Surviving workplace conflicts

Like questionable family members, some co-workers can be the worm that bores through a perfectly good apple and ruins it.

There’s always one.

  • One who wants to curry favor with supervisors and other workers;
  • One who’s trying to cover her own misdeeds;
  • One who wants to make your life miserable just because …

Any one of those types will have no problem throwing you right under the bus: pointing the finger at you for something that may or may not have anything to do with you, accusing you to absolve themselves; or acting out of jealousy. And if you’re the type that is slacking in your job duties, doesn’t know how to control your tongue, or is disrespectful to your job environment, then you’re the perfect target.

Unfortunately, I’ve spent too much time in manager’s offices – mostly because of certain nurses. One nurse pulled me into the manager’s office to lie about the details of the heated exchange she and I had had the night before. She thought I’d cower in the manager’s office just because she’s the one with the R.N. She didn’t count on me speaking up to politely call her a liar in front of the manager.

On another occasion, in the midst of a busy morning shift, a (white) nurse reported me to the Unit Charge nurse, saying that I looked like I had an attitude – basically because I wasn’t smiling that morning like I usually did. I’m not sure what she expected the outcome of that to be, but I had no problem telling the Unit Charge Nurse that since the nurse didn’t accuse of me anything else, that it sounded racial – that it seemed as though I, a black woman, should be required to wear a facial expression that was acceptable to the nurse in question.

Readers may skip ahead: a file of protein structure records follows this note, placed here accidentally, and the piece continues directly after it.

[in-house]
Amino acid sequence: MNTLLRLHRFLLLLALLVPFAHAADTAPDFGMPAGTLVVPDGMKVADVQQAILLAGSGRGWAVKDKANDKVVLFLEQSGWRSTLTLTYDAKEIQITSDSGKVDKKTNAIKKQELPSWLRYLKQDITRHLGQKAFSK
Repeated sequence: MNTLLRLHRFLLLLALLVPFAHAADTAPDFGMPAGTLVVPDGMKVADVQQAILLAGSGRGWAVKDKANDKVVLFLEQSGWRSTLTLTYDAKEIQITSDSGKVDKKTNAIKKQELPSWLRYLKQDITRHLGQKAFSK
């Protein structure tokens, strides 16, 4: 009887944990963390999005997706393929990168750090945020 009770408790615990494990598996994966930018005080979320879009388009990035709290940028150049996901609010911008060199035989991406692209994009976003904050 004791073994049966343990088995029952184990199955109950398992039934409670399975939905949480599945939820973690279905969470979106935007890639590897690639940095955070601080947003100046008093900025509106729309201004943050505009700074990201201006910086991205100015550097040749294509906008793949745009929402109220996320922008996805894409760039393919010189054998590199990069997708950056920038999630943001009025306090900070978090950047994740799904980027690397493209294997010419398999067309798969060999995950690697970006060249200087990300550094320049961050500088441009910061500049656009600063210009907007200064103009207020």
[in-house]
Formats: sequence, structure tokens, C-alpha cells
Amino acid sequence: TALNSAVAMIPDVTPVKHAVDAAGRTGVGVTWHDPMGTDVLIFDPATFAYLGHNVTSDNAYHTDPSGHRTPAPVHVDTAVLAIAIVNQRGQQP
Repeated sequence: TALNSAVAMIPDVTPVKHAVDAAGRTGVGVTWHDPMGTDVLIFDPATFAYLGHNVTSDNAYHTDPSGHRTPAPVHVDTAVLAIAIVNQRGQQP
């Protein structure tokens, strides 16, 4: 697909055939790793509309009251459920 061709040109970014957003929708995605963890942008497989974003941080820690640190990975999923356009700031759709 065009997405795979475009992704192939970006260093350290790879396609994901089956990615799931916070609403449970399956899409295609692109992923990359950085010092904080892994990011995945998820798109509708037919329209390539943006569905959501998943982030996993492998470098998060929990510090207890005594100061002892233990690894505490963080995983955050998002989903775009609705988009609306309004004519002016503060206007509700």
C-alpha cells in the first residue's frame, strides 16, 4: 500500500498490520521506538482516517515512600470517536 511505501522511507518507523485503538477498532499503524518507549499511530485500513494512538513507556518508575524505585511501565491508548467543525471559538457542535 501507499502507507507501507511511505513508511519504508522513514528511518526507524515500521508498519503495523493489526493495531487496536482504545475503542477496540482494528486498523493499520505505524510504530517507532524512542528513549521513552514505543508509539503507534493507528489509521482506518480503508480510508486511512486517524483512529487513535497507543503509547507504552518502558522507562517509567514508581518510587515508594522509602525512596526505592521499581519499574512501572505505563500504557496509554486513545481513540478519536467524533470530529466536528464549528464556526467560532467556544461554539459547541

The common denominator in these incidents and others is that neither person could make their frivolous accusation stick, they couldn’t accuse me of not doing my work nor could they accuse me of insubordination. I was never written up for anything and that’s because of a few reasons.

  1. I worked at work: I could always be found doing something for my patients; I didn’t text on my phone unless I was on break; and I didn’t need to be paged if I left the floor.
  2. I kept the rule book in mind: Every work place has it’s own set of do’s and don’t’s. I follow the rules so that no one has anything to hold against me.
  3. I never lied: I never said I did something I didn’t do; and if I forgot to do something I admitted it.
  4. I watched my language: I spoke my mind when I needed to, but I took care to keep it clean. No cussing, name calling, or loud talking.

Depending on where you work, there are many other criteria to add to this list. But I believe my adherence to these meant that no one could point a damaging finger at me. Not one nurse’s accusation ever got me written up, suspended or fired because without me screwing up in a major way, their complaints only amounted to personality conflicts.

The bottom line is, there’s always going to be at least one; one person who targets you for whatever reason. But if you’re doing your job, being a professional and staying calm, they won’t have a leg to stand on.

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